Keep Astoria Clean an ongoing focus in the community

Cleanliness has always been a leading concern for business owners and residents in the outer boroughs.

And since City Council budgets were established earlier this summer, programs like the Doe Fund and the Center for Employment Opportunities have been called on for their street maintenance initiatives.

Since taking office this year, Councilman Costa Constantinides has dedicated $160,000 in discretionary funding to the Keep Astoria Clean program in order to provide a more focused approach to litter and graffiti removal services.

“Since the start of the campaign, we have spread the word about what everyone can do and the role we all have in making sure our streets stay clean,” Constantinides said.

Although the program is now in the “maintaining phase,” according to a Constantinides staffer, the councilman stressed that it doesn’t mean things have been put on autopilot.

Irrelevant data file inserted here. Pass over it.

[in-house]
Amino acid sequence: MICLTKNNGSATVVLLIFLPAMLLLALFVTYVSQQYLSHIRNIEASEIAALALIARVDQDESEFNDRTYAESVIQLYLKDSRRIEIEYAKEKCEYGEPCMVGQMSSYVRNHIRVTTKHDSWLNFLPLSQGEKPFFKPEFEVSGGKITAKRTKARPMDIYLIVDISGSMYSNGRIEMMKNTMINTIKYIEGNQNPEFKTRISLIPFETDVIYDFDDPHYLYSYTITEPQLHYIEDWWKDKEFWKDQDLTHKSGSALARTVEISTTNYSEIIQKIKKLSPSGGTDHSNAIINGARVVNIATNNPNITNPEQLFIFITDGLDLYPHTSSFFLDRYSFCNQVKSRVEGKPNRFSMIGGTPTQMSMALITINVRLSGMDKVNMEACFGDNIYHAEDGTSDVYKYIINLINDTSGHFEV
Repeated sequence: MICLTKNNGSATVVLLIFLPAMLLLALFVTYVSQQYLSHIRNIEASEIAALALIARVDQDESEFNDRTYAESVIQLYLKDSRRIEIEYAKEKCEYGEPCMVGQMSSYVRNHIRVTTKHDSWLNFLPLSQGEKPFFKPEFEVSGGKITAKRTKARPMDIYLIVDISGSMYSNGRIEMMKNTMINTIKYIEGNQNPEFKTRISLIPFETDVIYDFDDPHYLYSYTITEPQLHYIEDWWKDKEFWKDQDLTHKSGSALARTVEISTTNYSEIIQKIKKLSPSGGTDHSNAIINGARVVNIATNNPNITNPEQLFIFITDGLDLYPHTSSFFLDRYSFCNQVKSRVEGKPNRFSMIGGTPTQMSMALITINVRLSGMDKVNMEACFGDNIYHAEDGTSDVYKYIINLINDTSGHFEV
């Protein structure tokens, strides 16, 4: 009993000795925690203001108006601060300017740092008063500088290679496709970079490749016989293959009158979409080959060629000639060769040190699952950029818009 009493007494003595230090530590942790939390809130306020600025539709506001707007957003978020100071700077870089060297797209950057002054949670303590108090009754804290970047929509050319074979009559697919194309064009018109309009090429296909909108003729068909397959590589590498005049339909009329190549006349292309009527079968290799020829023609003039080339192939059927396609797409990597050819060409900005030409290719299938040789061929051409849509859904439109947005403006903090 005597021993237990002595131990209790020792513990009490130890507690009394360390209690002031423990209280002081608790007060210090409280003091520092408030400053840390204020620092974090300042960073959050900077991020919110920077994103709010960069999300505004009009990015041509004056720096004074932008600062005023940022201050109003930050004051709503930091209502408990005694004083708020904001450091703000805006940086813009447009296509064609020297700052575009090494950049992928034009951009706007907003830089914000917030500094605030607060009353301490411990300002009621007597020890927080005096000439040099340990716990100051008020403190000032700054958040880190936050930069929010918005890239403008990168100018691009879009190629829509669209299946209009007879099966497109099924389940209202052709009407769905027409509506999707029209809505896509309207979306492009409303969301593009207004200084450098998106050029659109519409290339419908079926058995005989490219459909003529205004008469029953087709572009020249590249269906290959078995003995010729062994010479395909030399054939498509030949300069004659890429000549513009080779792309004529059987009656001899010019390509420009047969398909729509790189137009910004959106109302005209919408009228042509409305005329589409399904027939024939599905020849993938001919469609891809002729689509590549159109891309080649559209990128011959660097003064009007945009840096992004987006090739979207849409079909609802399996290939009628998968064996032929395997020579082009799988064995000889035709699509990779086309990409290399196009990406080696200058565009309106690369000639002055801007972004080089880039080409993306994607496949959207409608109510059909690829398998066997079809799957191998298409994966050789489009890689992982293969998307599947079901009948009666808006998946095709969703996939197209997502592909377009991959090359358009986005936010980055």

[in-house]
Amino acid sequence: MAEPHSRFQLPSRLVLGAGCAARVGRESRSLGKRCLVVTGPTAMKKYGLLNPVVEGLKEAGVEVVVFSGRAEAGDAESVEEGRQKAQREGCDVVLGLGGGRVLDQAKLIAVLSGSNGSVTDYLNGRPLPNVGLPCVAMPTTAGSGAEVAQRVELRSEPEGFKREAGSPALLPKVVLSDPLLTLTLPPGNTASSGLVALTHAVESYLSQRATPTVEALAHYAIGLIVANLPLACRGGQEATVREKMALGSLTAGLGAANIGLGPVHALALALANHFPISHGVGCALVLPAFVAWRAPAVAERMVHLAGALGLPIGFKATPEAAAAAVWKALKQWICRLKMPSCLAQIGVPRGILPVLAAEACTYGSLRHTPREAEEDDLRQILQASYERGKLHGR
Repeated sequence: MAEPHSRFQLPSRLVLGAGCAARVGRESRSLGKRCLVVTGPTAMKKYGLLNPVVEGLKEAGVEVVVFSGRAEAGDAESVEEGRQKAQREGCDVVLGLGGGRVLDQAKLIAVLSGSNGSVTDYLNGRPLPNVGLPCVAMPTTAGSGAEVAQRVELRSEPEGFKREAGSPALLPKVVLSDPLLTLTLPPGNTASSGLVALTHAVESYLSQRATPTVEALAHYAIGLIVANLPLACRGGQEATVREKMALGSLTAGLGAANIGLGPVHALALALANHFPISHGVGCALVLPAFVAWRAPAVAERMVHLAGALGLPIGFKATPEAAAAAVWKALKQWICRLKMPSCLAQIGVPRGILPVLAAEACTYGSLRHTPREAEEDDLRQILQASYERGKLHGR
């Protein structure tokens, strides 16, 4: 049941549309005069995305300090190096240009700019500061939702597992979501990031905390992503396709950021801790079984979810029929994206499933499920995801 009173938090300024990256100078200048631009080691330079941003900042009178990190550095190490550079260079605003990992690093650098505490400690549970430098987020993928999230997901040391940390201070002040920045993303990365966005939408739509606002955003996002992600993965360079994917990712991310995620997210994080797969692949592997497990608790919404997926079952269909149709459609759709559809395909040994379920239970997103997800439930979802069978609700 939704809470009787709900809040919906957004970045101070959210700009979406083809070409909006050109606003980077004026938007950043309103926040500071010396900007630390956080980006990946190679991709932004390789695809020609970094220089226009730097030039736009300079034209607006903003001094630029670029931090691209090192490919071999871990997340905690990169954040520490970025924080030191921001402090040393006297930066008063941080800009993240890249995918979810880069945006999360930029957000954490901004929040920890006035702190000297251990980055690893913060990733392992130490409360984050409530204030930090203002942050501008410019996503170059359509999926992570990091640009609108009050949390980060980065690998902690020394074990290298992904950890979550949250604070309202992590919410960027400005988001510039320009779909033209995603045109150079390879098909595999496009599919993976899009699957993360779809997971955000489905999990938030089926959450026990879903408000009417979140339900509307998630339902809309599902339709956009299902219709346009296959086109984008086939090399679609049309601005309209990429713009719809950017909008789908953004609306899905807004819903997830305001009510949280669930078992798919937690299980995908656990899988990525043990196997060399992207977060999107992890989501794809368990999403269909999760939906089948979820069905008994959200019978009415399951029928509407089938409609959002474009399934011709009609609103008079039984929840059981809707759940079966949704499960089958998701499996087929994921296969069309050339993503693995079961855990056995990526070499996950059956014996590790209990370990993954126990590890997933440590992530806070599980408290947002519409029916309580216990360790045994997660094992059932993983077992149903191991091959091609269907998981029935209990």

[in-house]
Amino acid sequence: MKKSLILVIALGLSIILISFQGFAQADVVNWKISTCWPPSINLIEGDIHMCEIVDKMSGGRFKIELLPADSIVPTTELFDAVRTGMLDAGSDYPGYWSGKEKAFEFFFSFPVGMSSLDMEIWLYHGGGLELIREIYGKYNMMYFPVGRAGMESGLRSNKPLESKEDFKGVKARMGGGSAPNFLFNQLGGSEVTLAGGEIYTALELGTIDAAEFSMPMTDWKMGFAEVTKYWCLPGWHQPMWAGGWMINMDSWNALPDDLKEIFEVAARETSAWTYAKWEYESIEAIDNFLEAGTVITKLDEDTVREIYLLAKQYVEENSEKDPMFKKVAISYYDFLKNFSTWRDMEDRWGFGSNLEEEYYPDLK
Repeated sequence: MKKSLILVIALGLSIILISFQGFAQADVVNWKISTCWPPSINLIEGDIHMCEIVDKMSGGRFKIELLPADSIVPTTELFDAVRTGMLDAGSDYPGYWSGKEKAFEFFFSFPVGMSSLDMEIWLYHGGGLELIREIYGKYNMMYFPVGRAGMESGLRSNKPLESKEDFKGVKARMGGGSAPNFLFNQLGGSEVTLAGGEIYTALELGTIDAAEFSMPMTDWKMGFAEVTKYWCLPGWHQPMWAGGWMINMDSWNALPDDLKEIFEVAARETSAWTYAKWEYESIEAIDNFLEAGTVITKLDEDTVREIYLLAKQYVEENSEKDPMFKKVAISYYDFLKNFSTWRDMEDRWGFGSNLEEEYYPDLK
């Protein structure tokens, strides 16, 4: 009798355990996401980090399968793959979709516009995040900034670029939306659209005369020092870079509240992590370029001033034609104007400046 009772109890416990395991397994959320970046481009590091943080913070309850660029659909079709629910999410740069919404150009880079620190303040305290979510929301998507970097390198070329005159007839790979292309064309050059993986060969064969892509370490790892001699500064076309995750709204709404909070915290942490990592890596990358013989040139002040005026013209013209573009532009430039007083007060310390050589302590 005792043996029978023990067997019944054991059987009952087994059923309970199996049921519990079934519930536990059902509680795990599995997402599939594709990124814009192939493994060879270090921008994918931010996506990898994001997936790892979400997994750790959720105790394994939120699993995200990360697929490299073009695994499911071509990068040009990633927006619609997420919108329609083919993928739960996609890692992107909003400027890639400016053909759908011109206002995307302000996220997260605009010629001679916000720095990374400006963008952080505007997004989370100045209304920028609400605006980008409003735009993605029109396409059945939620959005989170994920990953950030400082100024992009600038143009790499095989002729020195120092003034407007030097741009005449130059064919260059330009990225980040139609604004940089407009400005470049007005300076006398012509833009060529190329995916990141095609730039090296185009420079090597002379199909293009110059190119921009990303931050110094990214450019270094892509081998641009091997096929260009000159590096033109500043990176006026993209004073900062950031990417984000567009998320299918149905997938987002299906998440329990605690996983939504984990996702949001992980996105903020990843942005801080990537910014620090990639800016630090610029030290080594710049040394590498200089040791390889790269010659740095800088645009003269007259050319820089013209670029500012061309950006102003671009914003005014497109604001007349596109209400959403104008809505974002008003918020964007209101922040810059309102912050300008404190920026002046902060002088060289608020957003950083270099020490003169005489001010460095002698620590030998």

“This work will continue,” he said. “All community members have the power to Keep Astoria Clean if we work together.”

The councilman has invested $130,000 towards the Doe Fund project on 31st Street between 30th Avenue and Broadway, as well as $30,000 towards graffiti cleanup this year.

Lifelong Astoria resident Veronica Alston said although she has noticed certain areas have gotten attention while others still have work to be done, she explained that the issue is nothing new.

Alston said that while the grounds in the Astoria Houses where she grew up are clean due to the housing maintenance, the surrounding community – along areas on 8th Street – “could do better.”

“There is one trash receptacle on all four corners over here, and the community garden across the street, the sidewalk over there is always a mess,” Alston said, referring to the Two Coves Community Garden on Astoria Boulevard.

Dutch Kills Civic Association president Dominic Stiller said he hopes the Keep Astoria Clean initiative will highlight the amount of red tape that communities have to go through to get programs like the Doe Fund.

“There is a total double-standard when it comes to cleaning neighborhoods,” he explained. “It’s income-based and it took a lot to get our neighborhood at a better level.”

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